Ryan v. San Francisco Peaks Trucking Co., Inc. – 8/25/2011

September 6, 2011

Arizona Court of Appeals Division One Holds that Defendant Alleging Non-Party at Fault May Rely on Plaintiff’s Expert Witness Affidavits to Establish Prima Facie Case of Non-Party’s Medical Malpractice.

Plaintiff’s husband died following a vehicle collision with a driver for a trucking company.  Plaintiff filed suit for negligence and wrongful death against the driver, the trucking company, and others involved in the collision.  She brought a separate wrongful death lawsuit alleging medical malpractice and other claims against certain medical providers who had treated her husband after the accident.  The cases were consolidated in the trial court.

Plaintiff reached a partial settlement and dismissed with prejudice the claims against the medical providers.  The trucking company (“SFP”) filed a notice designating the dismissed defendants as nonparties at fault. 

Plaintiff sought to preclude SFP from using statements in Plaintiff’s pleadings and discovery disclosures as affirmative evidence in support of the nonparty-at-fault allegations.  The trial court ruled that SFP could not compel the Plaintiff’s experts to testify or provide additional evidence, but that SFP could rely on the expert opinion affidavits and other documents previously disclosed by the Plaintiff. 

Plaintiff later moved for summary judgment, arguing that SFP could not present a prima facie case of negligence against the nonparties because SFP had not come forward with a medical standard-of-care expert witness.  The trial court granted SFP’s motion to strike, effectively ruling that SFP could rely on the Plaintiff’s preliminary expert affidavits as prima facie evidence in support of SFP’s nonparty-at-fault designations.        

At trial, SFP cross-examined Plaintiff regarding her prior allegations against the medical providers in her complaint and her preliminary expert affidavits.  The jury was instructed on comparative fault but returned a general verdict in favor of SFP.  Plaintiff appealed.

The Court of Appeals affirmed.  The trial court did not err by allowing SFP to introduce and rely on the Plaintiff’s expert affidavits at trial.  Plaintiff’s disclosures were not hearsay but were admissions of a party-opponent pursuant to Rule 801(d)(2) of the Arizona Rules of Evidence.  As “evidentiary” admissions, but not “judicial” admissions, the statements were admissible but not conclusive as to fault.  They could also be used for the purpose of impeachment, and as prior inconsistent statements of Plaintiff regarding the extent of the nonparties’ fault.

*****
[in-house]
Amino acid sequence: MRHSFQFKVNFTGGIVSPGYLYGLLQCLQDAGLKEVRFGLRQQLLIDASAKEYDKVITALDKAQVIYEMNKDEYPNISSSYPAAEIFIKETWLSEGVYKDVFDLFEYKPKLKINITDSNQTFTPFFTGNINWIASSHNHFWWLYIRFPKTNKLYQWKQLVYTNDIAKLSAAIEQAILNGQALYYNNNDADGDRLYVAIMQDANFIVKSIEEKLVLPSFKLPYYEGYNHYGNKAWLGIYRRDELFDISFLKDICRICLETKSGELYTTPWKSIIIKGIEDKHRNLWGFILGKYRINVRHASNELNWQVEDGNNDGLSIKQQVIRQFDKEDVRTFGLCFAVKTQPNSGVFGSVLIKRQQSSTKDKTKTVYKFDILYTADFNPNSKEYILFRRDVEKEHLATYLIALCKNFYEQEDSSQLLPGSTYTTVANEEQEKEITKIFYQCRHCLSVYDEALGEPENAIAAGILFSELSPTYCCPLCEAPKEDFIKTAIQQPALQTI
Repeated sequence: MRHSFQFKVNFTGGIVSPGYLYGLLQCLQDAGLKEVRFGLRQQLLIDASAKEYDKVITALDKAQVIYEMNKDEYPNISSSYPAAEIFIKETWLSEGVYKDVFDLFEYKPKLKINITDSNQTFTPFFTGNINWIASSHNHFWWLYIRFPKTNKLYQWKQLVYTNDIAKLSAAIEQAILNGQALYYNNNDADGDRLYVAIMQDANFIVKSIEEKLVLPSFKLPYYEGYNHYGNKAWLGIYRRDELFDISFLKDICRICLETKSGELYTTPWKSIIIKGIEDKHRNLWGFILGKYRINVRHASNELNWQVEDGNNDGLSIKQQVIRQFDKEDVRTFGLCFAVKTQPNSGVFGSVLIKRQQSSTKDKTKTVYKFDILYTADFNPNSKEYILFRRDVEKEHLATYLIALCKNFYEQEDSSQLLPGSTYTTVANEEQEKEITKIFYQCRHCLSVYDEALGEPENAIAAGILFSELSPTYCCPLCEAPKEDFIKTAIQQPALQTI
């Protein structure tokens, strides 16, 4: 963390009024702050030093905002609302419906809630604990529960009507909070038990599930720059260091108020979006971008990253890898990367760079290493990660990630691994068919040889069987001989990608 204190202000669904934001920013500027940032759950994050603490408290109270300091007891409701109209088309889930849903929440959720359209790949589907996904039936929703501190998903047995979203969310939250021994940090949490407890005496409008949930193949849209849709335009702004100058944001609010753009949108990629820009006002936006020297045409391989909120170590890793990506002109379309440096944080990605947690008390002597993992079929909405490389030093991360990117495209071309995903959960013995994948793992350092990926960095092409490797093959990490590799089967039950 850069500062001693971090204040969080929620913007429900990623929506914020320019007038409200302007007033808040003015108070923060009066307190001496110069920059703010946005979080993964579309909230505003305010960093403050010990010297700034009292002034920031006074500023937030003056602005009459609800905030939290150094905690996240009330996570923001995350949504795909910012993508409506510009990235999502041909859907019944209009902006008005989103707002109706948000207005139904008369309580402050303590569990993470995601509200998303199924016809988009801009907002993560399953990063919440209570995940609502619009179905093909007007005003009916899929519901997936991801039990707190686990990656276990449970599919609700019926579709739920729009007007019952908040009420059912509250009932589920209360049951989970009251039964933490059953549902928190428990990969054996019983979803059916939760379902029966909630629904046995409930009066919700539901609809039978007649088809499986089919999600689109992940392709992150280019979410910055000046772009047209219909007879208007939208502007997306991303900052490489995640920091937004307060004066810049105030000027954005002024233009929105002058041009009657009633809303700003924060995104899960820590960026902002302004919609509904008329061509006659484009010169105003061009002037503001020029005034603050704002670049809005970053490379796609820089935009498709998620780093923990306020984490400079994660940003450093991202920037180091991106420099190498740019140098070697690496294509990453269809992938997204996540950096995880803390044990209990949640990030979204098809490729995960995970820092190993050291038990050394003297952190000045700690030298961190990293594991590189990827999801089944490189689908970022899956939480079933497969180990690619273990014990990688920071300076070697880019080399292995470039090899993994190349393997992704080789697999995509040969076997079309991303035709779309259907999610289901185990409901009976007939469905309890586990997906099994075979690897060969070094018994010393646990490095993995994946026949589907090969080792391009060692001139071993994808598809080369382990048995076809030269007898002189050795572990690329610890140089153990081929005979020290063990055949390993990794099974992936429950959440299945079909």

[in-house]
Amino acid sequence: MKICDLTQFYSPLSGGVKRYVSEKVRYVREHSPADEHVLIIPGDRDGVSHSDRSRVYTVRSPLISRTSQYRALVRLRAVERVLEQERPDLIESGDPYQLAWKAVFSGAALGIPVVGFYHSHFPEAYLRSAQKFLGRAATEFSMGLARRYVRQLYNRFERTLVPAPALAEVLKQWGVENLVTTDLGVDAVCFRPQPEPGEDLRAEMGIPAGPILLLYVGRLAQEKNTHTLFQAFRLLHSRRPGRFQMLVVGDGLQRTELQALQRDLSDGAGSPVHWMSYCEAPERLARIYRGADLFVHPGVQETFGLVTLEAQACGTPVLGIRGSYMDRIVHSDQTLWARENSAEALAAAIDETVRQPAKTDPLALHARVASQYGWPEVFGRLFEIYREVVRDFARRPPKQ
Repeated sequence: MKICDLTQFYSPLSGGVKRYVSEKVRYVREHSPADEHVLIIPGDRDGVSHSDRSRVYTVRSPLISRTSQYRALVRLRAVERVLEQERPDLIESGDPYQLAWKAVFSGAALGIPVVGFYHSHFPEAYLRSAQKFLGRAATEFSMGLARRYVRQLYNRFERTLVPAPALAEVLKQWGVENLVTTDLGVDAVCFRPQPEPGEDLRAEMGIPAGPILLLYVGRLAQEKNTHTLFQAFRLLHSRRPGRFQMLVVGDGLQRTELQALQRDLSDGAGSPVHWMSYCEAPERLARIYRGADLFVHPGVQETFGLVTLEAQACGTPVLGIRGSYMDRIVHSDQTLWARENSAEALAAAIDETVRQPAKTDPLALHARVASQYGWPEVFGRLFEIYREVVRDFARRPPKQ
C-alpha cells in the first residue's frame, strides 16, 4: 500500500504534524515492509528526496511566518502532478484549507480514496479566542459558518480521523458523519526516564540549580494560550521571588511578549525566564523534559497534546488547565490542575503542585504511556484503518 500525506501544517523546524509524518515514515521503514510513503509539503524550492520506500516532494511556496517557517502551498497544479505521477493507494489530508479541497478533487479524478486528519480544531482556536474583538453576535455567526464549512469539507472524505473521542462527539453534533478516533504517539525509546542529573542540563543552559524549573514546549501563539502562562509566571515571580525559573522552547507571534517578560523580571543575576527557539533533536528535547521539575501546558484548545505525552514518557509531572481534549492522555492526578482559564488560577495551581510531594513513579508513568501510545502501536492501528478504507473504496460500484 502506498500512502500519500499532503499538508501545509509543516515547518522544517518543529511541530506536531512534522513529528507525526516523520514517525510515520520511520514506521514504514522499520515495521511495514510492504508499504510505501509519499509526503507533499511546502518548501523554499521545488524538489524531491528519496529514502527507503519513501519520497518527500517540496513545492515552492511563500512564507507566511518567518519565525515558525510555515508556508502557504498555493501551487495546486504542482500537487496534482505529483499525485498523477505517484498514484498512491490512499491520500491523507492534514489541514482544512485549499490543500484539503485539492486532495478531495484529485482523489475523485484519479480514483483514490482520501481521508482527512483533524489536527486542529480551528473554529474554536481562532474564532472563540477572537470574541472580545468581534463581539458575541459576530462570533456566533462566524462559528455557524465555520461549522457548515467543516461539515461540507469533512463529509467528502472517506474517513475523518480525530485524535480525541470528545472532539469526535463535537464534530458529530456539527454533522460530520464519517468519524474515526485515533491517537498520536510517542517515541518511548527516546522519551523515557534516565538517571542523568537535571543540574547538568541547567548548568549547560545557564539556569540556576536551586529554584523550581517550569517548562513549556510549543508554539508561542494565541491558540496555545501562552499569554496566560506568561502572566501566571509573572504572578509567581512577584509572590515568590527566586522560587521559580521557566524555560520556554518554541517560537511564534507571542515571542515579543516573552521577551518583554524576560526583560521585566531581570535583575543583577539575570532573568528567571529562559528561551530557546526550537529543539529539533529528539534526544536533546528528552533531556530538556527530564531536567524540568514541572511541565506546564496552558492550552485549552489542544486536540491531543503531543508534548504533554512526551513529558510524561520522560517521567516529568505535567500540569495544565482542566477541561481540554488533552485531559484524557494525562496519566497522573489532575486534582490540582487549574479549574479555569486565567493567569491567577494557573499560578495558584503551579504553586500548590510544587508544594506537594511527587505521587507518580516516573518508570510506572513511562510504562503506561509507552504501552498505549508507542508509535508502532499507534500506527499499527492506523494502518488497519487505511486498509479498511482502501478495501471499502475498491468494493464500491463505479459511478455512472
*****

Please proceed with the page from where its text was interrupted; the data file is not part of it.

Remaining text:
Because a nonparty’s comparative fault is an affirmative defense, a defendant has the burden to prove the nonparty’s fault.  In a medical malpractice case, a party alleging malpractice must prove the medical provider(s) fell below the standard of care and thereby proximately caused the claimed injury.  This showing typically requires “expert medical testimony.”  Such testimony, however, may be in the form of an expert affidavit, provided that the affidavit is admissible under the rules of evidence and satisfies the elements of a medical malpractice claim.  The trial court therefore did not err by permitting SFP to present its nonparty-at-fault defense at trial on the basis of the Plaintiff’s affidavits.

Judge Brown authored the opinion; Presiding Judge Johnsen and Judge Gemmill concurred.

Practice Pointer:  A party that wishes to preserve a summary judgment issue for appeal after trial generally must reassert the issue during or after trial in a Rule 50 motion for judgment as a matter of law or other motion.  An exception exists, however, if the denial of the motion for summary judgment is based on a purely legal issue, for which the facts are immaterial.  Here, the Court of Appeals reviewed the summary judgment ruling despite the Plaintiff’s failure to reassert the issue during or after the trial, because the ruling presented a purely legal issue.